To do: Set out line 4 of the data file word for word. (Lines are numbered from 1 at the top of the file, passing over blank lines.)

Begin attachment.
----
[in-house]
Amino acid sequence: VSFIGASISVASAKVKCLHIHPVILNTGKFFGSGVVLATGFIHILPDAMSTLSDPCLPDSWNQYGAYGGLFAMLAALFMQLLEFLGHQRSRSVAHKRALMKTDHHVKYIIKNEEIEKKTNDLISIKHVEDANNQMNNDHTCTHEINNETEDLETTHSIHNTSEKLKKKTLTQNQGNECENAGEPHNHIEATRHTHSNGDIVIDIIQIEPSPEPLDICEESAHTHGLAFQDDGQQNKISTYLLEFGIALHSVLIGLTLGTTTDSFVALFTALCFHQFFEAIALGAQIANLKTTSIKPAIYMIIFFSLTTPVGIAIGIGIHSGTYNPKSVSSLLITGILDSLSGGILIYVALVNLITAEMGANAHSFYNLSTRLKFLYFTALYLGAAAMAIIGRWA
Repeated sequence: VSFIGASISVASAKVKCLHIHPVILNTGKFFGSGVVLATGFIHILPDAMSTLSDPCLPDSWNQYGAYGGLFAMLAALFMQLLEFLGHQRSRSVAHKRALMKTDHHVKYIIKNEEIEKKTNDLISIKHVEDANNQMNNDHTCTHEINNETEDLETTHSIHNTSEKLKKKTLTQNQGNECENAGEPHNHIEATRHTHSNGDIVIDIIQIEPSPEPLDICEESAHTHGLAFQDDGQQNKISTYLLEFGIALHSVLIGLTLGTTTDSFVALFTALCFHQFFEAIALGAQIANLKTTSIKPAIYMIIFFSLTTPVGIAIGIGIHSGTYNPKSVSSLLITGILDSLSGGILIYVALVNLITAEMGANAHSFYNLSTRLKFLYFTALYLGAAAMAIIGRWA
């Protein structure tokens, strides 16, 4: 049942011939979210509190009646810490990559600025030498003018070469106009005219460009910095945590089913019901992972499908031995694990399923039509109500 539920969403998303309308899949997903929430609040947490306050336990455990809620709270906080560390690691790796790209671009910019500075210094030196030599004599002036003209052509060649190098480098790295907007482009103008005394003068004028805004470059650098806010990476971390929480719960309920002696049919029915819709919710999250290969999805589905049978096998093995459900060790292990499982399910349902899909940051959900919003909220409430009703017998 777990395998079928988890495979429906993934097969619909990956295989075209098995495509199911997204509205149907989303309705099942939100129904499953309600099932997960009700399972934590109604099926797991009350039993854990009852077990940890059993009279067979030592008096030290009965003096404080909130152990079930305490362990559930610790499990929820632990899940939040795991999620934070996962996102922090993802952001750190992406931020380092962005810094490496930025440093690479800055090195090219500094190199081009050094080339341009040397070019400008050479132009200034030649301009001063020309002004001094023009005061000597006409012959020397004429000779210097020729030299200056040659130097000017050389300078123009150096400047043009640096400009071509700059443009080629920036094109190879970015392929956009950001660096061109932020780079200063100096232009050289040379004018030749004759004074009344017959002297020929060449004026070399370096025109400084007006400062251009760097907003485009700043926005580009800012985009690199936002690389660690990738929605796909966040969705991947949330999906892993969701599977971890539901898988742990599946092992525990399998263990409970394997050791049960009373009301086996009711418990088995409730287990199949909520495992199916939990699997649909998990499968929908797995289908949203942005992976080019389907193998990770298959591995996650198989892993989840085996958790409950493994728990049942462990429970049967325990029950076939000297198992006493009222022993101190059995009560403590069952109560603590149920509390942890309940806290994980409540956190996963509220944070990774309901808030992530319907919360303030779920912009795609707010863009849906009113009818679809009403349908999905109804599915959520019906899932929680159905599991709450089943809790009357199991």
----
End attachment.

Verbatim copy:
């Protein structure tokens, strides 16, 4: 049942011939979210509190009646810490990559600025030498003018070469106009005219460009910095945590089913019901992972499908031995694990399923039509109500 539920969403998303309308899949997903929430609040947490306050336990455990809620709270906080560390690691790796790209671009910019500075210094030196030599004599002036003209052509060649190098480098790295907007482009103008005394003068004028805004470059650098806010990476971390929480719960309920002696049919029915819709919710999250290969999805589905049978096998093995459900060790292990499982399910349902899909940051959900919003909220409430009703017998 777990395998079928988890495979429906993934097969619909990956295989075209098995495509199911997204509205149907989303309705099942939100129904499953309600099932997960009700399972934590109604099926797991009350039993854990009852077990940890059993009279067979030592008096030290009965003096404080909130152990079930305490362990559930610790499990929820632990899940939040795991999620934070996962996102922090993802952001750190992406931020380092962005810094490496930025440093690479800055090195090219500094190199081009050094080339341009040397070019400008050479132009200034030649301009001063020309002004001094023009005061000597006409012959020397004429000779210097020729030299200056040659130097000017050389300078123009150096400047043009640096400009071509700059443009080629920036094109190879970015392929956009950001660096061109932020780079200063100096232009050289040379004018030749004759004074009344017959002297020929060449004026070399370096025109400084007006400062251009760097907003485009700043926005580009800012985009690199936002690389660690990738929605796909966040969705991947949330999906892993969701599977971890539901898988742990599946092992525990399998263990409970394997050791049960009373009301086996009711418990088995409730287990199949909520495992199916939990699997649909998990499968929908797995289908949203942005992976080019389907193998990770298959591995996650198989892993989840085996958790409950493994728990049942462990429970049967325990029950076939000297198992006493009222022993101190059995009560403590069952109560603590149920509390942890309940806290994980409540956190996963509220944070990774309901808030992530319907919360303030779920912009795609707010863009849906009113009818679809009403349908999905109804599915959520019906899932929680159905599991709450089943809790009357199991």